Arrgh! If you’re a cat owner, you know about the infuriating habit many kitties have of knocking things over around the house with their naughty paws. But even though it might seem like your cat is purposefully trying to annoy you, that’s not the case, says Jackson Galaxy, host of Animal Planet’s feline rehabilitation show, My Cat From Hell.
Find out what it really means when your cat’s always making messes around the house—plus, get the answers to nine more feline behavior questions from Galaxy—below.
Why does my cat constantly knocks things off the table or shelf?
“Your cat is curious, not purposefully aggravating. And, depending on how you look at it, bored! Think about a toddler who has been given crayons, but no paper. Hello, bedroom wall mural! Ask yourself, ‘Do we have enough cat toys?’ If the answer is yes, would he still rather bat a cup off the table? If so, it’s time to get new toys!”
Can cats really see in complete darkness? How does my cat zip around the house at night?
“Well, not total darkness, but cats can see clearly with only a sixth of the light we need to see. Because of their need to hunt in the low light of dusk and dawn, they’ve evolved to be able to see in darkness. This is how it works: The muscles around their iris can constrict to a slit in bright light and open very wide in low light, maximizing the available light. Then, the tapetum lucidum, a reflective membrane behind the cornea, takes the light and reflects it—in essence, squeezing every drop of light out of the dark! Speaking of which, that’s why your cat’s eyes seem to glow in the dark. Iit’s the tapetum, not the devil!”
Why is my cat always meowing? Is it because she’s upset?
“Cats have dozens of unique vocalizations. It is argued that the meow itself, however, is a sound invented for the benefit of humans. Cats will rarely, if ever, meow at each other. When they meow at humans, the rough translation is, ‘I know when I make this cute noise, treats fall from the sky.’”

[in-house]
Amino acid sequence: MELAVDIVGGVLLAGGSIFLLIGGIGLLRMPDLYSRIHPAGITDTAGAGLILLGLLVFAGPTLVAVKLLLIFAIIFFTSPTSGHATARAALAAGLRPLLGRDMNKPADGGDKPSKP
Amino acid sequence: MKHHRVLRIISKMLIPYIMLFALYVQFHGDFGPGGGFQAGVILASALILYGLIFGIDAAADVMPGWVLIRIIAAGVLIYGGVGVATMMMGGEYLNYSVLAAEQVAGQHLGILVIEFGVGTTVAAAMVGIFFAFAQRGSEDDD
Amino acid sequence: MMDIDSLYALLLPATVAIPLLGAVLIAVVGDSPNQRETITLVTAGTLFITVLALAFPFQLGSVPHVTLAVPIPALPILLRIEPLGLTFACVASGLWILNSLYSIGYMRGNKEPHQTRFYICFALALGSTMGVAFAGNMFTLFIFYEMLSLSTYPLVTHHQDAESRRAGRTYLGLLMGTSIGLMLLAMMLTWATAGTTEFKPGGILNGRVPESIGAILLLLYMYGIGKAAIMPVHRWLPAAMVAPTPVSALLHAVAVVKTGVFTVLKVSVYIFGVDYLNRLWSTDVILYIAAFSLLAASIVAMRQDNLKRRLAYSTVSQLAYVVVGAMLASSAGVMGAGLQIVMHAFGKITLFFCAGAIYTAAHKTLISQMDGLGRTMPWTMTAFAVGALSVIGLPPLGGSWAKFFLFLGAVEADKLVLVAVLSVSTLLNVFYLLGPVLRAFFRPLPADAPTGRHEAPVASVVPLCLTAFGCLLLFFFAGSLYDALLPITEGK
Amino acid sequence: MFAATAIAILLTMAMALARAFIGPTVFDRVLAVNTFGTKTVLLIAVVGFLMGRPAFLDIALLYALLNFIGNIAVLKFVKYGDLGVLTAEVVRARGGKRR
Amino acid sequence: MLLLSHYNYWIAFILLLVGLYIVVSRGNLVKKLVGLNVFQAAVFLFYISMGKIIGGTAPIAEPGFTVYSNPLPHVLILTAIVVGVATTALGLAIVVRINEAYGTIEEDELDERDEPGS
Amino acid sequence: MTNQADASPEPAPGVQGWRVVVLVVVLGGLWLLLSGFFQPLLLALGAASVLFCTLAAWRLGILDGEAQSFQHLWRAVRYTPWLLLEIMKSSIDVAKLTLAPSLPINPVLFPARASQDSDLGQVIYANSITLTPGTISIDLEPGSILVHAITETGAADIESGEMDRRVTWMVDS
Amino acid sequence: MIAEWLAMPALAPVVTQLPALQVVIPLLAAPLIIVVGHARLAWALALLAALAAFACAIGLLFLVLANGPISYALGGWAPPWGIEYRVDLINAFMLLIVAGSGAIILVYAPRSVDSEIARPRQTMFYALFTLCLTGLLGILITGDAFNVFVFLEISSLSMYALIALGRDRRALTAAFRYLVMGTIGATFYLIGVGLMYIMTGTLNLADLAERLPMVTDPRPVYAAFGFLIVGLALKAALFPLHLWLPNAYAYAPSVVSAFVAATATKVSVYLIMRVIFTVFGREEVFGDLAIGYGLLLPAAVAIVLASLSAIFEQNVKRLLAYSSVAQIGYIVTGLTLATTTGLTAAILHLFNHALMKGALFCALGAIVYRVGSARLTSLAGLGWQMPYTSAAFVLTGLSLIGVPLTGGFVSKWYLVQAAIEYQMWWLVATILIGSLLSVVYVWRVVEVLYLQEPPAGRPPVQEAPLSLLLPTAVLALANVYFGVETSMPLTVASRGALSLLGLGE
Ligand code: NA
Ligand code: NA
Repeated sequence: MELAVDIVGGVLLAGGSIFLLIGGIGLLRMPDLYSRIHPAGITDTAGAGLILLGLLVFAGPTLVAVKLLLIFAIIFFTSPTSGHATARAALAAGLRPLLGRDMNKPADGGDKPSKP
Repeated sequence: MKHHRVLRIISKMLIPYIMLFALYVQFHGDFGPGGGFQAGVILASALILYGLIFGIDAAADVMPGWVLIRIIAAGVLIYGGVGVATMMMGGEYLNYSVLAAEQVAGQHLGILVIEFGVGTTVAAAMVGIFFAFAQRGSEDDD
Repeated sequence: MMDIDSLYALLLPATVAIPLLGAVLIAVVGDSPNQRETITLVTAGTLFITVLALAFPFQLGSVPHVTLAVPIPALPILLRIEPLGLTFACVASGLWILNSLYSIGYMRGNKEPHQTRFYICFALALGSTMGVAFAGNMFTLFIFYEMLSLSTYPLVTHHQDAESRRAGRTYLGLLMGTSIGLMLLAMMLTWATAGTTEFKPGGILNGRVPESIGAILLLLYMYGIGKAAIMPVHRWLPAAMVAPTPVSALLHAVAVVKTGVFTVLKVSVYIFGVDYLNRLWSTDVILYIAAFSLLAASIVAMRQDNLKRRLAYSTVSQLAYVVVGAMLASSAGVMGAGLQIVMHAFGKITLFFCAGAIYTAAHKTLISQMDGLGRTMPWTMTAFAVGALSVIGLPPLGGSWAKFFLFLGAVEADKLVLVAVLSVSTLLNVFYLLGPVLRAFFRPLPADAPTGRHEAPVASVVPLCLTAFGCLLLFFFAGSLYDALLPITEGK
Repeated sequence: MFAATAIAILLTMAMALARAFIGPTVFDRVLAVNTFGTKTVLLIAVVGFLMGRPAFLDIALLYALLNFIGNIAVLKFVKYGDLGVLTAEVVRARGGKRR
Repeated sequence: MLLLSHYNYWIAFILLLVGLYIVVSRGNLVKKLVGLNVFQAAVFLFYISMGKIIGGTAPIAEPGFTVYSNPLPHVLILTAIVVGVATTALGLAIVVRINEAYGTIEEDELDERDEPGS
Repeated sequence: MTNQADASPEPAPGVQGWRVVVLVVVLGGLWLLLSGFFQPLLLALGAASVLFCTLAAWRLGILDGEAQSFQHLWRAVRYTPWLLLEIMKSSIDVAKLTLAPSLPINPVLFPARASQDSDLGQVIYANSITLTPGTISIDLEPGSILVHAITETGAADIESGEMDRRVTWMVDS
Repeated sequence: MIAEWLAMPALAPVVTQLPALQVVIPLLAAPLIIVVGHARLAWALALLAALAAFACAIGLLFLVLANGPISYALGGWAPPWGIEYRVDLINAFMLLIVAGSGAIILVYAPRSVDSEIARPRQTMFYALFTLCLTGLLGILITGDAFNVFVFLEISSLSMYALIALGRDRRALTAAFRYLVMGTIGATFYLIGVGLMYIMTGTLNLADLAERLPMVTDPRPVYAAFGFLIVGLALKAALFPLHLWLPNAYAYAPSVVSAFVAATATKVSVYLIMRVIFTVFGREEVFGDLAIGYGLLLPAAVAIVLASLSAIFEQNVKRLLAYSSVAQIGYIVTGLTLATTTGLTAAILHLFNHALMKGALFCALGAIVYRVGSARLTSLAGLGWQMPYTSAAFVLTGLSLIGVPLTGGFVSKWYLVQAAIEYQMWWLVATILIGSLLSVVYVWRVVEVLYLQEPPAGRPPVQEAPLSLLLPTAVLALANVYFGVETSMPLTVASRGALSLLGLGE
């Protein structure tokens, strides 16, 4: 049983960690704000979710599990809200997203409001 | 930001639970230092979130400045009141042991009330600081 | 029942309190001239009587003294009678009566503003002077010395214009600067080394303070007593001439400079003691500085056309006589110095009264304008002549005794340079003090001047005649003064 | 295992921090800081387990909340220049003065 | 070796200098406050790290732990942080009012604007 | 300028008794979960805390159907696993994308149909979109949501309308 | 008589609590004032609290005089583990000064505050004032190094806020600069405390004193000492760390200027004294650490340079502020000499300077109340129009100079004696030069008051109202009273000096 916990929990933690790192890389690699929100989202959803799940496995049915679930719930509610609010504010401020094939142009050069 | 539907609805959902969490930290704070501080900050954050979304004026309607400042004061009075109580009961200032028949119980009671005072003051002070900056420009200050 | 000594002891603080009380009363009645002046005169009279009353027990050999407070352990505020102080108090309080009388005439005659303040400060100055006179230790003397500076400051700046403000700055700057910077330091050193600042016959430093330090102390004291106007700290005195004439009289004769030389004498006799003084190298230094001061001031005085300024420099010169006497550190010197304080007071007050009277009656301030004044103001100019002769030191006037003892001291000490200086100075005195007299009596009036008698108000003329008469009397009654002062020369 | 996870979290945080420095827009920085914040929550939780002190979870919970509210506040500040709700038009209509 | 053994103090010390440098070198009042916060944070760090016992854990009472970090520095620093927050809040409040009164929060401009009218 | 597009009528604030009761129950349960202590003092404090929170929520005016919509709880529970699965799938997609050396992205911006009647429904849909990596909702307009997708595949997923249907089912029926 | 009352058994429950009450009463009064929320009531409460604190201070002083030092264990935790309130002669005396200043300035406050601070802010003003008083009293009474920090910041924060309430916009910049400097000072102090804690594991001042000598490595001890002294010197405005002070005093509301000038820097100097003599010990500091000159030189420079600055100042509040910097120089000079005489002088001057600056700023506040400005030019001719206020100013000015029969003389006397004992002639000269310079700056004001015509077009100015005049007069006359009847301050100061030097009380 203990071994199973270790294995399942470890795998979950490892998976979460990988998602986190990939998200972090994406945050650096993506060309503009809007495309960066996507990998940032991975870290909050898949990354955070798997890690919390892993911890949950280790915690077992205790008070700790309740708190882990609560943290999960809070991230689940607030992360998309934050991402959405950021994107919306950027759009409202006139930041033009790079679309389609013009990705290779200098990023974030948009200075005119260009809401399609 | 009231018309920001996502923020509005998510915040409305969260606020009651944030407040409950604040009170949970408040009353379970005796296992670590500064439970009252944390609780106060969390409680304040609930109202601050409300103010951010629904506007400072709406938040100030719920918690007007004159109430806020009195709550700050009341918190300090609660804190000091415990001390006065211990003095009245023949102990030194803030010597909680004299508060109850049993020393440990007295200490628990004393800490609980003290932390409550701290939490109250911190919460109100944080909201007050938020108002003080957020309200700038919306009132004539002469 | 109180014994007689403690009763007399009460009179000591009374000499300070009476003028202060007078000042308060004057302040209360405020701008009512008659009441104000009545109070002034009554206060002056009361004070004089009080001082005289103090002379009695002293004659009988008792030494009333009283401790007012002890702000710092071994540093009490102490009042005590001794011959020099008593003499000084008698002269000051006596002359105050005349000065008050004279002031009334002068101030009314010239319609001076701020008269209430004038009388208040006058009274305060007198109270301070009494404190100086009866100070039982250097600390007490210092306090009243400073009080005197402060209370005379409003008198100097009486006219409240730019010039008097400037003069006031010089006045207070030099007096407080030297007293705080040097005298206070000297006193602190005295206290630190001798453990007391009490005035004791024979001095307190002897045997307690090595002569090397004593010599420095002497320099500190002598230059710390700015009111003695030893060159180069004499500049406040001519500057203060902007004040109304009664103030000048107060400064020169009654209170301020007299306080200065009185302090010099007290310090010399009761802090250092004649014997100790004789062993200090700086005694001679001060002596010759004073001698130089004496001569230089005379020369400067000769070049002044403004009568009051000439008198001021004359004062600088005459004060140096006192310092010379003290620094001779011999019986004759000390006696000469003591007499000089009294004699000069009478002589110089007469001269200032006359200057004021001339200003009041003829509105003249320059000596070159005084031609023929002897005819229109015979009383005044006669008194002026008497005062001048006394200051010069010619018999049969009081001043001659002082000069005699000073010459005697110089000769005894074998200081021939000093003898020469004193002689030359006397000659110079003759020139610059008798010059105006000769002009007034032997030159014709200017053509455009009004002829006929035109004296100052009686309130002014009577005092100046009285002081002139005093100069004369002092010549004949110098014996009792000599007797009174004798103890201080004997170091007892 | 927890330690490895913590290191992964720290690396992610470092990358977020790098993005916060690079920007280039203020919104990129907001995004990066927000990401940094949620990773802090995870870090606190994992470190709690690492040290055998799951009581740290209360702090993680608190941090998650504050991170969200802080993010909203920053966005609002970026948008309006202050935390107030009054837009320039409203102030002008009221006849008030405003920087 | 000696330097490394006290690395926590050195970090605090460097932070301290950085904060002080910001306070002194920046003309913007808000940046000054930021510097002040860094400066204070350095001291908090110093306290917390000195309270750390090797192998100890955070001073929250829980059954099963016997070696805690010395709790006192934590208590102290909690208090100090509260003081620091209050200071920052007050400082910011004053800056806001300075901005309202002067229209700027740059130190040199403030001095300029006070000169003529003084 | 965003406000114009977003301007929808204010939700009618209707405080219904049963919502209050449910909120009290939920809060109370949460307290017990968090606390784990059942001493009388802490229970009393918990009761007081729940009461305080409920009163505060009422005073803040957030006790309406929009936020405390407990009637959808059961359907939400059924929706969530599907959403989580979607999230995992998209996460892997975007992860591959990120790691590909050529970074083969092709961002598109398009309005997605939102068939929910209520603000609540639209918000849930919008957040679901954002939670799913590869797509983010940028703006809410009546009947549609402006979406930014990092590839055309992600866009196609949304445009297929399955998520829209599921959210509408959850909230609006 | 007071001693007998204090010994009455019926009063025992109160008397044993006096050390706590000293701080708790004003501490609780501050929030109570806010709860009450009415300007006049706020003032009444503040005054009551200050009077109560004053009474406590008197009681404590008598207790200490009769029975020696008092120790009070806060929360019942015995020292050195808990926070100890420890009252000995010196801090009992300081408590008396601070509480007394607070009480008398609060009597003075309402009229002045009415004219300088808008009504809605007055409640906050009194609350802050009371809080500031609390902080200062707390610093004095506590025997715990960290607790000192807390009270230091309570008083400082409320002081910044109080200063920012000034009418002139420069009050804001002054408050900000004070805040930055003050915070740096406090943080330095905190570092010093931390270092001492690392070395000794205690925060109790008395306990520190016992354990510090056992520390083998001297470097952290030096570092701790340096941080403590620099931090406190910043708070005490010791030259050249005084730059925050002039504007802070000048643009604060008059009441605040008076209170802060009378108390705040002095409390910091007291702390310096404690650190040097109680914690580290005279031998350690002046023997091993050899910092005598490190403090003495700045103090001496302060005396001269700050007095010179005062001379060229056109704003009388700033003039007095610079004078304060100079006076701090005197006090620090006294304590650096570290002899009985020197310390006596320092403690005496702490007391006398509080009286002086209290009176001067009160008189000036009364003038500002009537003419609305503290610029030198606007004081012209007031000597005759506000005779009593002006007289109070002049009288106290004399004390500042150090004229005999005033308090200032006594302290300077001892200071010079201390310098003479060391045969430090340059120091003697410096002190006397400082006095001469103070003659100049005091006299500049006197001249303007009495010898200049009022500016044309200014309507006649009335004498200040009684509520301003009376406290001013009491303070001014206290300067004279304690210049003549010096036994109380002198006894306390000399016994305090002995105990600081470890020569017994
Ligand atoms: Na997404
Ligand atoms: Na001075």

Why can’t I find my cat for hours at a time?
“I know exactly how you feel—my cat Velouria has been known to find a spot so remote that I swear she’s either escaped or disappeared into a cosmic wormhole. Here’s why: Cats are prey animals. In the wild, they are constantly hunting and simultaneously being hunted. That said, finding a disappearing spot has a few major advantages. It increases the odds of surprising their prey and having a successful hunt. And by hiding from other predators, they decrease the odds of becoming prey themselves.”
If an indoor-only cat escapes, will it ever come back?
“Anecdotally, cats have incredible senses of direction. I have a cat who escaped on the first night after moving five miles across town. He was gone for a week and found his way through neighborhoods he’d never been in, back to my old apartment. The new tenants opened the door and he just waltzed in. That said, he would have never found his way back home to me without a collar, tag, and a microchip. Do not leave it up to their inner compass. Always microchip!”
If my cat waves her tail around, does that mean she’s happy?
“I can’t tell you how many people have gotten bitten by cats thinking that, like a dog, when they wag their tails, they are really happy to see you. In reality, most of the time, a cat wagging or swishing their tail means a great deal of agitation. More often than not, cats will ‘wag’ when confronted with something displeasing to them. So if you’re greeted with a waving tail, don’t pet the cat!”
If a cat sleeps on my lap, can I take that as a sign that she likes me? Or am I just a comfortable surface?
“Of course! In the world of cat, vulnerability means trust and love. Come to think of it, that’s true in our world too. By the way, it also means you have a warm lap, but hey, that’s just a bonus!”
My cat sometimes looks like she’s grimacing. Do cats show their emotions through facial expressions?
“In my opinion, cats show their emotions with every body part, not just their faces. Fear, vulnerability, distaste, anxiety and every stop in between can be seen in their faces, their whiskers, ears, pupils, tails … and yes, faces.“
If my cat keeps biting me, does that mean she doesn’t like me?
“Where do I start with this one? It sure means she doesn’t like something. That said, it could be over-stimulation, play aggression or simply just a way of saying, ‘Stop it, I don’t like that.’ But the million dollar question is, if you ask why she keeps biting you, maybe you need to reassess your approach. You know what they say: once bitten … forty times shy?”
Sometimes I can’t help but shout when my cat misbehaves. Is this a bad way to train her?
“Train her to hate you? Train her not to trust you? Sure. If you want your cat not to do something, what you’re really asking is for them to do something else. So if you want to keep a great, tight bond between you and your cat companion, when you say ‘no’ to something, make sure there is a’yes’ right behind it. For instance, if they’re scratching the couch, the ‘no’ is the double-sided sticky tape you put on the arm of the couch. The ‘yes’ is the scratching post right next to the arm of the couch. Bottom line: Get what you want by giving them what they want. Or at least make them think that’s what they want!”